This is the third of a series of four themed programmes made by Yorkshire Television that aired in 1987 about life on the Manor Estate of council housing in Sheffield, consisting of events on the Estate and interviews with, mostly unidentified, residents. This one focuses on what residents do in their spare time, including pigeon fanciers, fishing, gardening, youth playing on slot machines, boys boxing and down the pub on a Friday night. It was originally transmitted on 17th August, 1987.
This is one of a series of four themed programmes made by Yorkshire Television that aired in 1987 about life on the manor estate of council housing in Sheffield, consisting of events on the estate and interviews with, mostly unidentified, residents. This one focuses on a resident’s theatre group in the run up to the June General Election, reflecting both the demoralisation – because of unemployment, poor housing, poverty and untrustworthy politicians – and the fighting spirit of those living on the estate. It was originally transmitted on 24th August, 1987.
This Tyne Tees Television documentary profiles the North East comedian and club entertainer Pauline Patricia Brennan (nee Petty), better known under her stage name, Scarlet O'Hara. She reminisces about her impoverished post-war childhood in the working class Rye Hill area of Scotswood, in Newcastle’s West End, her husbands, and the start of her career working as a singer and stand-up comic at working men’s clubs and pubs in the region. The programme was originally broadcast on 12th March 1981 as part of the series Northern Scene, later featuring as part of the networked About Britain series.
This is a compilation of colour home movie footage, filmed between 1946 and 1947 by Middlesbrough based dentist and amateur filmmaker Tom H. Brown. The film consists of portraits of the filmmaker’s father, Tom Brown Senior, and his son and daughter, Tony and Helen, and an interesting scene in which Tom Brown performs a tooth extraction on his six year old son in the garden. Another sequence captures aerial views of the coastline and urban Teesside region, filmed in 1947 from a British light aircraft, the Auster Autocrat. Footage includes family travel in Switzerland and the Alps in the summer of 1947, and holidays in North Yorkshire, Cumbria, and the Scottish Border.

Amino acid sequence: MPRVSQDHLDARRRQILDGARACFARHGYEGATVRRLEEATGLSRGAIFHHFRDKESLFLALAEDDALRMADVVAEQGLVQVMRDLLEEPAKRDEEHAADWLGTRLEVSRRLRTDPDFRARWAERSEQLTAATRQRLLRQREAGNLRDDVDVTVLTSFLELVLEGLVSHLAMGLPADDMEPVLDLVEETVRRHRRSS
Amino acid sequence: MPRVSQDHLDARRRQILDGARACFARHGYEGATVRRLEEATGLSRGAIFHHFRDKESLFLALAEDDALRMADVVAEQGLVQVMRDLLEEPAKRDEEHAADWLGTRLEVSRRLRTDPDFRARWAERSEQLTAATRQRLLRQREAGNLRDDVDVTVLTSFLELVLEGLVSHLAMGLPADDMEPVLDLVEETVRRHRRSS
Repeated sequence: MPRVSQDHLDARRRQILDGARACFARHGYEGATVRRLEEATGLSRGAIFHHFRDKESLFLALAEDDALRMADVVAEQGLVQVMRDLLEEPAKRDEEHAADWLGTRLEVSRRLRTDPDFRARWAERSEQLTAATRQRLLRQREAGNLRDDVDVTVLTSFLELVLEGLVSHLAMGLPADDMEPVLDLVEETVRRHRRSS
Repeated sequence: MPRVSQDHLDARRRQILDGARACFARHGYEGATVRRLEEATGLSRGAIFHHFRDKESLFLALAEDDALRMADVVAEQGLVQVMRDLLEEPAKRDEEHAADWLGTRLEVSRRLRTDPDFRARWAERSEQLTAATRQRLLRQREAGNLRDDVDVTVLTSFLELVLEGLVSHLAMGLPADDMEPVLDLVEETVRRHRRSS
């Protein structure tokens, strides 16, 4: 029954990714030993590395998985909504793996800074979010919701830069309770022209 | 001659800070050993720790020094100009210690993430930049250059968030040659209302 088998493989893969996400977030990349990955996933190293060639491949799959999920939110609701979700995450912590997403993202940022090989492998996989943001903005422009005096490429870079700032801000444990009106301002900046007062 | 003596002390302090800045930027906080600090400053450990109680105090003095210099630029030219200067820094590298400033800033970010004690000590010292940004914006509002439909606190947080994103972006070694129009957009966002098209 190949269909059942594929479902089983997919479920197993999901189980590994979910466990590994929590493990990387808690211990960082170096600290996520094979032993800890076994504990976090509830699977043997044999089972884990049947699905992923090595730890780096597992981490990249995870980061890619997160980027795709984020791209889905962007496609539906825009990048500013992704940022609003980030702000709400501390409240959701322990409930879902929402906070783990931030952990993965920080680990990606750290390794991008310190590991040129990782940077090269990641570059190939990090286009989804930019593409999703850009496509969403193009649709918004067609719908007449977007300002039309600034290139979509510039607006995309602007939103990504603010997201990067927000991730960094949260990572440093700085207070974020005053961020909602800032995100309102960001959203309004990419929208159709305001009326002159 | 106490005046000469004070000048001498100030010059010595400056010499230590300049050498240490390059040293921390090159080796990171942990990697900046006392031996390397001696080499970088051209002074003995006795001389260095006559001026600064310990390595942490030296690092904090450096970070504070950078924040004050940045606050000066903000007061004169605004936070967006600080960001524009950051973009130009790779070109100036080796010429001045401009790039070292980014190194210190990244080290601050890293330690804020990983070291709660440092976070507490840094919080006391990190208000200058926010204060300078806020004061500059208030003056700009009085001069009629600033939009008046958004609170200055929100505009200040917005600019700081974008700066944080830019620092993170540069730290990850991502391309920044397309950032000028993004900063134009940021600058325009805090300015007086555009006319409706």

A comedy produced by Tyne Tees Television and originally transmitted on the 26th January 1968 that follows the adventures of Tony; a young man down on his luck as he tries to make a better life for himself. The film follows him falling in love with a young woman, gets a job in a factory and being lead-astray by two layabouts he meets in a pub. The film ends at La Dolce Vita nightclub where Tony wins roulette as well as the woman’s affections. The film also includes a number of dream sequences where Tony invents water and has a James Bond type adventure.
A Tyne Tees Television documentary, broadcast in 1969, about the importance of local government in Newcastle and the workings of the city council at the new landmark Civic Centre. Includes footage of the opening of Newcastle Civic Centre in 1968 by King Olav V of Norway. The film looks at the 'big business' of local government and focuses on a number of departments within the council including housing, education, public health and social services.
An amateur film in both colour and black and white, filmed and edited by John W. McHugh of the Gateshead Police Photographic Unit. Shot in June 1944, the film documents many of the community activities taking place in both Saltwell Park and the Shipcote Baths in Gateshead as part of the government “Holidays at Home” initiative during the Second World War.
A promotional film made by Turners Film and Video Production for Portsmouth and Sunderland Newspapers Limited that shows how and why the Sunderland Echo newspaper is important to the local communities in and around Sunderland. The film also shows the production of an edition from the writing of a story to the printing and distribution of the finished product. The film shows how the paper uses the latest computer technologies and how it is printed using the offset lithographic printing process.
Promotional film produced by Turners Film Unit in 1957 advertising Premier Supermarkets, the first American style self-service retailing in Britain, with the first store opened in Streatham High Street, London, in 1951. The firm behind Premier was Express Dairies. The film features opening scenes of young women enjoying leisure time with family and friends contrasting with the effort involved in shopping before the advent of the supermarket. The second half promotes the convenience, speed and dazzling choice of products available at Premier Supermarkets for the shopper, and also records the food production, selection and supply, processing and packaging industries that deliver to Premier Supermarket warehouses and shops.